"Congratulations! You've just purchased our worst album." I was reminded of Elvis Costello's description of Goodbye Cruel World as he eased into a charged version of "Love Field" (a track from it) at Kew last Wednesday and which contains the line "you yield with your lips still sealed." Those seven words go some way towards explaining my admiration for him, admiration that regularly spills into obsession.
This is a solo tour on which he's roamed free form through his back catalogue, introduced new songs, played others for the first time in years and dissected and re-arranged many of his hits so that they sound like they were written yesterday.
But first, a bit of context. I was 16 in 1976. A middle class punk, I followed The Damned around northern England for a week, saw most of the bands at the forefront of the movement and although I never got to see the Pistols, my life changed as I feasted on the attitude and the music. Released the day before my 17th birthday, Costello's first album made a huge impression. Short, snappy songs with immediate hooks and biting, political lyrics connected immediately. The image on the cover — Buddy Holly specs, knot knees, turn-ups — was strangely empowering.
Seeing him on the first Stiffs tour in September 1977 was the point at which I turned away from the 1,2,3,4 thrash of punk rock to the more crafted form of the genre that was beginning to emerge. As 77 merged into 78 and the likes of Talking Heads, Wire and Television came along, Costello's second LP, This Year's Model, surpassed anything I'd ever heard before. I knew then that there was a mind better than my own at work here, and that he was articulating what I was feeling through songs that made my heart beat faster.
So, over the years I've stayed faithful, despite the missteps like Goodbye Cruel World and the occasionally challenging collaboration, small prices to pay for originality and re-invention. I'm eternally grateful to him for introducing me to the work of George Jones as far back as 1981 and even with a string quartet in an opulent concert hall, the Elvis you get is still the Elvis who shared spit with Ian Dury at the mic stand in September 77.
The shows I saw last week were very different. The Bridgewater Hall's polite audience took time to get going, but when it did was rewarded with an immense 155 minute master class. The Holy Grail for Costello fiends — "Dr Luther's Assistant" — was played for the first time since 1977 and more obscure songs like "Mouth Almighty" and "Town Crier," even though they tested the patience of the more casual observers around us, marked this out as a special show. Those who left at the end of the main set missed a further 70 minutes of encores.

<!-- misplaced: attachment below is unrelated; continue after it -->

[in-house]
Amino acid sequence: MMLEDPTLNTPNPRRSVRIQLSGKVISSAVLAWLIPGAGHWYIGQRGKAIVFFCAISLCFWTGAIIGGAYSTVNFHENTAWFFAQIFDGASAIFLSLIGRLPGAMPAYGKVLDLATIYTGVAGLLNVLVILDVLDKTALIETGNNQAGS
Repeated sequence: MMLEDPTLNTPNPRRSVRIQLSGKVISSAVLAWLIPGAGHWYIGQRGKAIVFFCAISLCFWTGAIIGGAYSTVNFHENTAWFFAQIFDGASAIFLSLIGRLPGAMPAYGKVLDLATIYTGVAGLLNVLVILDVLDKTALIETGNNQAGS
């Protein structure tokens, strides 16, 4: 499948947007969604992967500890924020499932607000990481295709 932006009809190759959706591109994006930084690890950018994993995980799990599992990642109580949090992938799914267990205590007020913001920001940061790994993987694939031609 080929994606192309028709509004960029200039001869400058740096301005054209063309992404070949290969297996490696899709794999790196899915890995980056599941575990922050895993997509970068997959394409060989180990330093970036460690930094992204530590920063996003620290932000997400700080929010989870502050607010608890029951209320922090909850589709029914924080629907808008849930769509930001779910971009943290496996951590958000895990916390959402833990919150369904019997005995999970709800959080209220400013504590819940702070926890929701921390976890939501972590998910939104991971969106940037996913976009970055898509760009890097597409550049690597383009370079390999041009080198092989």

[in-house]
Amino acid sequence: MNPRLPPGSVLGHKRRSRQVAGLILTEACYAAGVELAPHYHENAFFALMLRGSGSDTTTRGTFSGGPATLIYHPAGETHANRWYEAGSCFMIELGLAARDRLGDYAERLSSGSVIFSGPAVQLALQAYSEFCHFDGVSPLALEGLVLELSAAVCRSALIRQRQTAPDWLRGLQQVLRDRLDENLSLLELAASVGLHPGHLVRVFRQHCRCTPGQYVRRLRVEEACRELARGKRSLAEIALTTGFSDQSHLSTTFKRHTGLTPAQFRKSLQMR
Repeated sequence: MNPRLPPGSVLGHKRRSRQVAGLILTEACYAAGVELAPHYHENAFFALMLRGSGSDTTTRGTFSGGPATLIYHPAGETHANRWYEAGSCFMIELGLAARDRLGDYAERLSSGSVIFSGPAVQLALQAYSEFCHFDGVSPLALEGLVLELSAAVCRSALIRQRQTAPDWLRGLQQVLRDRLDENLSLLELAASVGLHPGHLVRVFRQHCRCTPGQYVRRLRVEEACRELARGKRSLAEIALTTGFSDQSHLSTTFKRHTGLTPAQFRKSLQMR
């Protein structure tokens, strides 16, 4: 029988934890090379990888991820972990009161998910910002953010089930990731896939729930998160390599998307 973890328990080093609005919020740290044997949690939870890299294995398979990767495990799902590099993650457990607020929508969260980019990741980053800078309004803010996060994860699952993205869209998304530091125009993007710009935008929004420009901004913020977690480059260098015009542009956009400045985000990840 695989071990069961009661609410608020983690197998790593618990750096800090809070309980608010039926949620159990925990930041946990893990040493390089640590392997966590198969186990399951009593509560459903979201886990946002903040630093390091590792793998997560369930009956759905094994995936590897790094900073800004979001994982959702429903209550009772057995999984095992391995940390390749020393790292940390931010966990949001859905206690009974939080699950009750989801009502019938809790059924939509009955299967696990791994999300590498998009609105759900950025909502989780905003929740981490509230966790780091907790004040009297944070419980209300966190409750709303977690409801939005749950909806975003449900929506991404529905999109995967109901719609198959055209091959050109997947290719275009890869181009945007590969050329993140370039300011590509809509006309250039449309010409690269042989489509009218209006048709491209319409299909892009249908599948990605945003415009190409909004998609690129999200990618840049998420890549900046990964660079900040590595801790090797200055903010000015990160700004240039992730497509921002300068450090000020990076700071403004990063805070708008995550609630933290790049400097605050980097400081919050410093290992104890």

A deconstructed ten minute "Watching The Detectives" displayed Costello's skills with pedals and loops. The familiar riff was sent into orbit to become occasionally grounded in vague reggae discordance — clearly improvised and with an energy consistent with the snarl and venom of the original.
As you'd expect from the mouth almighty, Elvis likes to chat. The glimpses he offers into his musical apprenticeship illustrate how he is humbled to have come from a traditional musical lineage even though his reputation is as the rebellious, angry outsider. He's writing songs again with Burt Bacharach ("He's Given Me Things" is showcased) he plays "Veronica" (co-written with Paul McCartney) and "Jimmie Standing In The Rain" climaxes with an unamplified, goose-bumping "Brother, Can You Spare A Dime?"
Kew Gardens two days later is a different experience. We have the best seats in the house at what can only be described as a garden party. The venue is just a short distance from Costello's family home in Twickenham and there's a homecoming feel to the whole event, underlined by the presence on the support bill of the MacManus Brothers — two of his younger brothers and established musicians in their own right.
It's more of a greatest hits set, with the odd curve ball. As in Manchester he plays a new song — "The Last Year Of My Youth" — a mordant reflection on ageing and responsibility and a stripped down "Everyday I Write The Book," a million miles away from the familiar, "shiny pop" version and which, I'm guessing, allows the nimble lyrics (written "in ten minutes") to be heard by many for the first time.
Rightly so, the song "Shipbuilding" has acquired mythical status. An oblique lyric about how working class communities benefit from capitalist wars, Costello plays it here on the organ, the occasional stabs just holding the song together, the power emanating from the fractured voice. To my ears, the crowd is silent but, typically, the song ends in a minor chord squall, just so we don't get too comfortable.
"My Brave Face" — written with McCartney for his album Flowers In The Dirt, a cover of Little Feat's "Long Distance Love" plus a frenetic run through of the greatest hits are reeled off with his brothers and the ultra-talented Larkin Poe before a spectacular fireworks display explodes mid-way through "(What's So Funny 'Bout) Peace, Love and Understanding."
Four songs before the pyrotechnics, the subversive and anti-romantic "Love Field" has made this a very special night. It's a song that crystallises my obsession with Elvis Costello — what he leaves unsaid, the thoughts he provokes, the grey areas that only a skilled songwriter (or poet) is able to explore.